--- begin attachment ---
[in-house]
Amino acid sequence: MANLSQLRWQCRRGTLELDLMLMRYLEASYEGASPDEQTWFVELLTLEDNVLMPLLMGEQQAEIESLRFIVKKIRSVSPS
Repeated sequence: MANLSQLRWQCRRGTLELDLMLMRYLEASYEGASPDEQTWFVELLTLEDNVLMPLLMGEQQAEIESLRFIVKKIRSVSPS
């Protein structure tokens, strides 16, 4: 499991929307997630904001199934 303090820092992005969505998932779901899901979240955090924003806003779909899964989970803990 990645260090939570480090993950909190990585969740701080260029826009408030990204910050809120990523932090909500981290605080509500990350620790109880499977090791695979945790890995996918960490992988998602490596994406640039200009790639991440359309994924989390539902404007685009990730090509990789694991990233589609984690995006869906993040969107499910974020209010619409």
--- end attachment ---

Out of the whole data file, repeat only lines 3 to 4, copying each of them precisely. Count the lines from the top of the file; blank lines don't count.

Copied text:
Repeated sequence: MANLSQLRWQCRRGTLELDLMLMRYLEASYEGASPDEQTWFVELLTLEDNVLMPLLMGEQQAEIESLRFIVKKIRSVSPS
């Protein structure tokens, strides 16, 4: 499991929307997630904001199934 303090820092992005969505998932779901899901979240955090924003806003779909899964989970803990 990645260090939570480090993950909190990585969740701080260029826009408030990204910050809120990523932090909500981290605080509500990350620790109880499977090791695979945790890995996918960490992988998602490596994406640039200009790639991440359309994924989390539902404007685009990730090509990789694991990233589609984690995006869906993040969107499910974020209010619409």